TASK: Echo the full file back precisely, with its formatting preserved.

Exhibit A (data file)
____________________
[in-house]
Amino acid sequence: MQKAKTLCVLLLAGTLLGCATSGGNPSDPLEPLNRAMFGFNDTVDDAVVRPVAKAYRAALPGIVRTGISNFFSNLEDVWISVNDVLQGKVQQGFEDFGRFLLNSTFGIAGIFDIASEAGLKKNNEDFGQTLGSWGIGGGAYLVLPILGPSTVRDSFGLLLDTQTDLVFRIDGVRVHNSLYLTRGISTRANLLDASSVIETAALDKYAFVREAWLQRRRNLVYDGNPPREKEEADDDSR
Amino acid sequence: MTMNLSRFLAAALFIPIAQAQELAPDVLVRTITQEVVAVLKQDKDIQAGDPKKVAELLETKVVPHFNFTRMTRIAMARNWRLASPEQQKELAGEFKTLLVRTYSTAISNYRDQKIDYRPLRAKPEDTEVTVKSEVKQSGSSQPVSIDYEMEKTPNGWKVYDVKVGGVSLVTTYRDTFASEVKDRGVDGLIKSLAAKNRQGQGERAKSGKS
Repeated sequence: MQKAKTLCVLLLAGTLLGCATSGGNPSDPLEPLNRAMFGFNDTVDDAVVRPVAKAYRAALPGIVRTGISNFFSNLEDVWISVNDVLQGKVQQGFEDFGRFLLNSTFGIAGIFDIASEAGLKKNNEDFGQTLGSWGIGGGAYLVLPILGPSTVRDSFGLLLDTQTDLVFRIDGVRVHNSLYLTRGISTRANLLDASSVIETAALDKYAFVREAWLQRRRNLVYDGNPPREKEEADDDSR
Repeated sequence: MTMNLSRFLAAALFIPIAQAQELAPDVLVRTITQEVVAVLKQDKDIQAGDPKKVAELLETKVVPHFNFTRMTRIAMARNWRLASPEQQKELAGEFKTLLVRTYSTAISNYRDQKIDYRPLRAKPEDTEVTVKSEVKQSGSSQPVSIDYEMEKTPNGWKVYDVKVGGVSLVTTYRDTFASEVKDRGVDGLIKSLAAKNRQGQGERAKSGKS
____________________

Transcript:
[in-house]
Amino acid sequence: MQKAKTLCVLLLAGTLLGCATSGGNPSDPLEPLNRAMFGFNDTVDDAVVRPVAKAYRAALPGIVRTGISNFFSNLEDVWISVNDVLQGKVQQGFEDFGRFLLNSTFGIAGIFDIASEAGLKKNNEDFGQTLGSWGIGGGAYLVLPILGPSTVRDSFGLLLDTQTDLVFRIDGVRVHNSLYLTRGISTRANLLDASSVIETAALDKYAFVREAWLQRRRNLVYDGNPPREKEEADDDSR
Amino acid sequence: MTMNLSRFLAAALFIPIAQAQELAPDVLVRTITQEVVAVLKQDKDIQAGDPKKVAELLETKVVPHFNFTRMTRIAMARNWRLASPEQQKELAGEFKTLLVRTYSTAISNYRDQKIDYRPLRAKPEDTEVTVKSEVKQSGSSQPVSIDYEMEKTPNGWKVYDVKVGGVSLVTTYRDTFASEVKDRGVDGLIKSLAAKNRQGQGERAKSGKS
Repeated sequence: MQKAKTLCVLLLAGTLLGCATSGGNPSDPLEPLNRAMFGFNDTVDDAVVRPVAKAYRAALPGIVRTGISNFFSNLEDVWISVNDVLQGKVQQGFEDFGRFLLNSTFGIAGIFDIASEAGLKKNNEDFGQTLGSWGIGGGAYLVLPILGPSTVRDSFGLLLDTQTDLVFRIDGVRVHNSLYLTRGISTRANLLDASSVIETAALDKYAFVREAWLQRRRNLVYDGNPPREKEEADDDSR
Repeated sequence: MTMNLSRFLAAALFIPIAQAQELAPDVLVRTITQEVVAVLKQDKDIQAGDPKKVAELLETKVVPHFNFTRMTRIAMARNWRLASPEQQKELAGEFKTLLVRTYSTAISNYRDQKIDYRPLRAKPEDTEVTVKSEVKQSGSSQPVSIDYEMEKTPNGWKVYDVKVGGVSLVTTYRDTFASEVKDRGVDGLIKSLAAKNRQGQGERAKSGKS